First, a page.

The perfect replacement for dishes that call for a medium heat level with plenty of flavors, these amazing peppers pack enough heat to make your palate sizzle without being too overpowering.

With its wonderful blend of each chili pepper’s unique characteristics, Chipotle peppers will be an excellent addition to your favorite dish.

5. Pickled pepperoncini

If you love spicy, pickled peppers but don’t have access to sport peppers, then pepperoncini are a tasty substitute.

If you love spicy, pickled peppers but don't have access to sport peppers, then pepperoncini are a tasty substitute.
Pickled pepperoncini

These mild Italian peppers offer a number of culinary delights when pickled, such as adding pizzazz to sandwiches and salads.

Perhaps their best use is as an addition to Italian dishes like pizza, lasagna, and spaghetti, where they add texture and that extra zip of flavor.

Pepperoncini come in various sizes depending on the variety and the preference of the chef; larger ones tend to be milder while the smallish ones pack more punch.

No matter which one you prefer, you will get an array of peppery flavors that bring new life to your favorite dishes.

6. Pickled banana peppers

If you are searching for a delicious and unique substitution for sport pepper, look no further than pickled banana peppers!

These delightful treats pack a punch of flavor with a mild kick of heat.

The taste is slightly sweet, while the texture is crisp and crunchy. Pickled banana peppers pair beautifully with so many dishes, from pizza to salads to sandwiches.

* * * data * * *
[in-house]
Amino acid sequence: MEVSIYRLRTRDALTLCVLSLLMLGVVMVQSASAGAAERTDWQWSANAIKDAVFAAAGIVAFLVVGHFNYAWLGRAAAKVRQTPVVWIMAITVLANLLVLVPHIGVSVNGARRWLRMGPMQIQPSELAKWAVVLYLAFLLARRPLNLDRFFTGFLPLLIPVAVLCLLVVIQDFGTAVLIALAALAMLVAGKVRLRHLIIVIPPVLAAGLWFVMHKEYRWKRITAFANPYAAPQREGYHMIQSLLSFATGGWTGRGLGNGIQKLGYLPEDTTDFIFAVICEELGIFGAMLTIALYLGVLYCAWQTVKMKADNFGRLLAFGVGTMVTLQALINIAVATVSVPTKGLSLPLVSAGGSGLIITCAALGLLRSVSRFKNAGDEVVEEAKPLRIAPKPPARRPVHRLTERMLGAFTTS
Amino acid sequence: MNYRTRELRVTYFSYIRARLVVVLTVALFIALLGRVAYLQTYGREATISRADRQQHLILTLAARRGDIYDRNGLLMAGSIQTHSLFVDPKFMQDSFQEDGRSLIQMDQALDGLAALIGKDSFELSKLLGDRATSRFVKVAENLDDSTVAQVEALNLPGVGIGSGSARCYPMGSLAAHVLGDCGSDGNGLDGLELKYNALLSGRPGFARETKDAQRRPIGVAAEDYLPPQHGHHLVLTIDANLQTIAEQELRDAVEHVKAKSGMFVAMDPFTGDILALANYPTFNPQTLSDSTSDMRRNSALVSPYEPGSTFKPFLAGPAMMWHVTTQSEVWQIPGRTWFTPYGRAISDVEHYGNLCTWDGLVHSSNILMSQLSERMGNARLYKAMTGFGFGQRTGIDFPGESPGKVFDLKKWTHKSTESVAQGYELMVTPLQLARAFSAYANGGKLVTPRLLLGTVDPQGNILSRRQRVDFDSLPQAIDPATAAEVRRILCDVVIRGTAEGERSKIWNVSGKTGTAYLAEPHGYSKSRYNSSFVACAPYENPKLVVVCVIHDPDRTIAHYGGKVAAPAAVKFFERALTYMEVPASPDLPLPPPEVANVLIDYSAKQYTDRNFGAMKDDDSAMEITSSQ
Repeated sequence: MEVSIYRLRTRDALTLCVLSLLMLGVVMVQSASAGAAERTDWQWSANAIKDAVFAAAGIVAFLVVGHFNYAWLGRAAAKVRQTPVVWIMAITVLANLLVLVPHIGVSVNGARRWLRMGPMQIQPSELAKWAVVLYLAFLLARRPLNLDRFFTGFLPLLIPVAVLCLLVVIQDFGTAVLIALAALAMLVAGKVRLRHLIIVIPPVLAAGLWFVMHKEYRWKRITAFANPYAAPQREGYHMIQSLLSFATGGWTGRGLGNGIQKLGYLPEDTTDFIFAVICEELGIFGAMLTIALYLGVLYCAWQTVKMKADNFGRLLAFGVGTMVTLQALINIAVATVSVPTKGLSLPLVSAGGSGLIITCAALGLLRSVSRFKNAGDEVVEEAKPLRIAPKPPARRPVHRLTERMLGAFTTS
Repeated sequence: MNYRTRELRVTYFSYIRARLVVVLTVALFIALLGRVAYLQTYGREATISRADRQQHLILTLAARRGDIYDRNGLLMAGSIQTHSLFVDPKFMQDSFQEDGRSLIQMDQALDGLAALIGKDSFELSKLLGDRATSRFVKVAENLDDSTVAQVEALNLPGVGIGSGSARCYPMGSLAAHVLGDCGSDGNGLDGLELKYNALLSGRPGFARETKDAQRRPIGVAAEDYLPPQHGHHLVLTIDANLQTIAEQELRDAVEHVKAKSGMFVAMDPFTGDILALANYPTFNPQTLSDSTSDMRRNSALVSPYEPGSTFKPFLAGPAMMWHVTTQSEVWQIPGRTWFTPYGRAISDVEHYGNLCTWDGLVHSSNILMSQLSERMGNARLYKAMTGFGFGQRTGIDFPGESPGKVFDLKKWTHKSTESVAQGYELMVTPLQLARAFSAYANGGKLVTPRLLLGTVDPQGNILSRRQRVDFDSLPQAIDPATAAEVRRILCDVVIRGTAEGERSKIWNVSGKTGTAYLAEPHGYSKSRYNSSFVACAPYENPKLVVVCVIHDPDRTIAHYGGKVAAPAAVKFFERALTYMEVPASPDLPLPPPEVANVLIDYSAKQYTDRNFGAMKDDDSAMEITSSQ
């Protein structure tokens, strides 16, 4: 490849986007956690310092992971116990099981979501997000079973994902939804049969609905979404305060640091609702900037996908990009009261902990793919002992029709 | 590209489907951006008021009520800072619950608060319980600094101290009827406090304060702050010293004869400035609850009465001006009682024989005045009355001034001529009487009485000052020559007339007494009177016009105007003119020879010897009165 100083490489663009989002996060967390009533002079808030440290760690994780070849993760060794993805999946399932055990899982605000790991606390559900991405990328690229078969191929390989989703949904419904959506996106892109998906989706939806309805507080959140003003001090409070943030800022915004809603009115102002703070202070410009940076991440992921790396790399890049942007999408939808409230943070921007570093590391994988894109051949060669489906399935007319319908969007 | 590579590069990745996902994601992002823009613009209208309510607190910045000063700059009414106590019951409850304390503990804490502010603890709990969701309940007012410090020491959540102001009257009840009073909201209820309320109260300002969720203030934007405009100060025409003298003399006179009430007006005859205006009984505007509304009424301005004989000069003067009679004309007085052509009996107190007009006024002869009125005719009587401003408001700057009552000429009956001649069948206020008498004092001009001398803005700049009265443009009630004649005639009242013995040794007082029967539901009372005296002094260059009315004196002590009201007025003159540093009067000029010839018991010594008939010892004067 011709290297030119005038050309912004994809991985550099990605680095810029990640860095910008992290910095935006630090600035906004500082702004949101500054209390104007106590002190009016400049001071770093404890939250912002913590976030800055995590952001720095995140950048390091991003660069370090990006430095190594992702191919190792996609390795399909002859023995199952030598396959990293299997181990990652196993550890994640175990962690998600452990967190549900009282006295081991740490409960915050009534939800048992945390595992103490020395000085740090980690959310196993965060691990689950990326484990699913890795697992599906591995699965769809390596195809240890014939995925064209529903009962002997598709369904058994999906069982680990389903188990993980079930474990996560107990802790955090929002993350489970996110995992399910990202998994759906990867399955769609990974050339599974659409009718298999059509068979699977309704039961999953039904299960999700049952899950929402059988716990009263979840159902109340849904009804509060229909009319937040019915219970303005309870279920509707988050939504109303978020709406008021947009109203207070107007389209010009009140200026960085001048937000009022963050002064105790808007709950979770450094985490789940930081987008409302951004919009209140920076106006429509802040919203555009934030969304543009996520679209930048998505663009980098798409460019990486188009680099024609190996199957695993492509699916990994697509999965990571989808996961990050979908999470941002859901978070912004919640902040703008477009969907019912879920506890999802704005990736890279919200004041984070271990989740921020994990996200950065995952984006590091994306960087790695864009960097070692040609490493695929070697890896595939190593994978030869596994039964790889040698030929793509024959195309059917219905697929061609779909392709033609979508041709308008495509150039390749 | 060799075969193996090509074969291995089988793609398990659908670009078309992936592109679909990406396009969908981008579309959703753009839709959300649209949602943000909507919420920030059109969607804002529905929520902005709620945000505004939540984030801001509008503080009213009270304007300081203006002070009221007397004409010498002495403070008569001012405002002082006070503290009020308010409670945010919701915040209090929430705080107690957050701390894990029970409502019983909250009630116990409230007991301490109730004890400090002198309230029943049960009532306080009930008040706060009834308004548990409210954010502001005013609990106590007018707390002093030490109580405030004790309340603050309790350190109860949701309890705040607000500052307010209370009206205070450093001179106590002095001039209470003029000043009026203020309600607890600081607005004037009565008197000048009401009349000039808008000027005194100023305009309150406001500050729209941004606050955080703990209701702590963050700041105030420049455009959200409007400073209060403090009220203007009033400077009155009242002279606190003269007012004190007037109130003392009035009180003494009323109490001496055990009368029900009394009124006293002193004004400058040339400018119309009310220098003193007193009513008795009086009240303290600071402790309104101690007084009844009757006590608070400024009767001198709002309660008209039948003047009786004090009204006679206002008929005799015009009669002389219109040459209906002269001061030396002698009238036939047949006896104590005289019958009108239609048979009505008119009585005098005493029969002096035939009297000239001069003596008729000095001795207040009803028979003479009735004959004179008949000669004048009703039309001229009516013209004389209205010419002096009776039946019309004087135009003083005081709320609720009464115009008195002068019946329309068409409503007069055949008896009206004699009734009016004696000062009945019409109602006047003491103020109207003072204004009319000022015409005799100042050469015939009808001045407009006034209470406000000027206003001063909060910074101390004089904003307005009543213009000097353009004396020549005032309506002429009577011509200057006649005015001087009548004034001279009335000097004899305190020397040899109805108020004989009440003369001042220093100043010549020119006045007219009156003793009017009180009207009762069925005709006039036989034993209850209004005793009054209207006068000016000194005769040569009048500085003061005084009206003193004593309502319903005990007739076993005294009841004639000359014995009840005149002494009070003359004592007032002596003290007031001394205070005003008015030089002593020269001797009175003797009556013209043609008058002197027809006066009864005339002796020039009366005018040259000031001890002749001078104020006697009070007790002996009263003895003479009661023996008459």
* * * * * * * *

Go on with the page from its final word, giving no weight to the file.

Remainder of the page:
They will bring an extra layer of flavor and spice that will take your meal’s flavor profile to the next level.

If you want something out-of-the-ordinary, adding pickled banana peppers as a substitute for sport pepper will do the trick!

7. Peppadew 

If you’re looking for something milder than any of these options, try using Peppadews instead! These mild sweet pickled chilis offer just enough flavor and sweetness to add interest to your dishes without too much heat.

If you're looking for something milder than any of these options, try using Peppadews instead!

If you’re a fan of adding some kick to your meals, Peppadew is an exciting substitute for the classic sport pepper.

Similar in flavor but much sweeter, these mini-peppers are a great way to add a little zing without overwhelming the dish.

They can be added straight into dishes or used as an element of marinades and sauces, bringing a unique complexity and brightness to whichever dish they are included in. 

If you’re looking for something different than traditional sport peppers, give Peppadew a try – you won’t be disappointed!

8. Cherry Bombs 

Cherry bombs are another great option for substituting for sport peppers if you can’t find any at your local grocer or farmer’s market.

They’re similar in size and shape but tend to be much spicier than either banana or jalapeño peppers.

As such, it’s important not to add too many cherry bombs to your recipe unless you really like things spicy!

But if that’s what you’re going for, then cherry bombs make an excellent choice when it comes time to replace the missing sports pepper ingredient from your dish.

The cherry bomb pepper is another great option if you need something with more heat than jalapeno or habanero peppers.